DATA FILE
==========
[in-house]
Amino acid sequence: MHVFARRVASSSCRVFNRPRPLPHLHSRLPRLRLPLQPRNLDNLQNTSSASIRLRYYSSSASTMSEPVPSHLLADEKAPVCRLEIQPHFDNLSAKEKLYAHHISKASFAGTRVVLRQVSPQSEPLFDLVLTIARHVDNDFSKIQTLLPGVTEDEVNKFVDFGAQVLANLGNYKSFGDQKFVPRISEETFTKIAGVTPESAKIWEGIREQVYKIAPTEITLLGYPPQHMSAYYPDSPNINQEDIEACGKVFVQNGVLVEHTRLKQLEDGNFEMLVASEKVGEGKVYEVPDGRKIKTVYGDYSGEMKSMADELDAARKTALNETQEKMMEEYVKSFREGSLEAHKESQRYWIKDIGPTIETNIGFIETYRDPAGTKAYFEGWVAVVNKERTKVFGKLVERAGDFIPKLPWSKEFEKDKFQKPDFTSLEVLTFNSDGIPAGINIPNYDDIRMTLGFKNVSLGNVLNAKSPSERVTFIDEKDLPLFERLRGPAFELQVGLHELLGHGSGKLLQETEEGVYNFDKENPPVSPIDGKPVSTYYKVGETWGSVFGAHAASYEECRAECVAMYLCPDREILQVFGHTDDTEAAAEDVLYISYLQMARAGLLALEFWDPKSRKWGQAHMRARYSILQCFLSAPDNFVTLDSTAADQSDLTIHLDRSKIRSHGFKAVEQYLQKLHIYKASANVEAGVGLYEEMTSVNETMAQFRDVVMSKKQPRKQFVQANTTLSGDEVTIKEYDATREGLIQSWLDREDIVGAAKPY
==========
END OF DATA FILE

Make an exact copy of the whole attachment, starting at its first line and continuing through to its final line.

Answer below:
[in-house]
Amino acid sequence: MHVFARRVASSSCRVFNRPRPLPHLHSRLPRLRLPLQPRNLDNLQNTSSASIRLRYYSSSASTMSEPVPSHLLADEKAPVCRLEIQPHFDNLSAKEKLYAHHISKASFAGTRVVLRQVSPQSEPLFDLVLTIARHVDNDFSKIQTLLPGVTEDEVNKFVDFGAQVLANLGNYKSFGDQKFVPRISEETFTKIAGVTPESAKIWEGIREQVYKIAPTEITLLGYPPQHMSAYYPDSPNINQEDIEACGKVFVQNGVLVEHTRLKQLEDGNFEMLVASEKVGEGKVYEVPDGRKIKTVYGDYSGEMKSMADELDAARKTALNETQEKMMEEYVKSFREGSLEAHKESQRYWIKDIGPTIETNIGFIETYRDPAGTKAYFEGWVAVVNKERTKVFGKLVERAGDFIPKLPWSKEFEKDKFQKPDFTSLEVLTFNSDGIPAGINIPNYDDIRMTLGFKNVSLGNVLNAKSPSERVTFIDEKDLPLFERLRGPAFELQVGLHELLGHGSGKLLQETEEGVYNFDKENPPVSPIDGKPVSTYYKVGETWGSVFGAHAASYEECRAECVAMYLCPDREILQVFGHTDDTEAAAEDVLYISYLQMARAGLLALEFWDPKSRKWGQAHMRARYSILQCFLSAPDNFVTLDSTAADQSDLTIHLDRSKIRSHGFKAVEQYLQKLHIYKASANVEAGVGLYEEMTSVNETMAQFRDVVMSKKQPRKQFVQANTTLSGDEVTIKEYDATREGLIQSWLDREDIVGAAKPY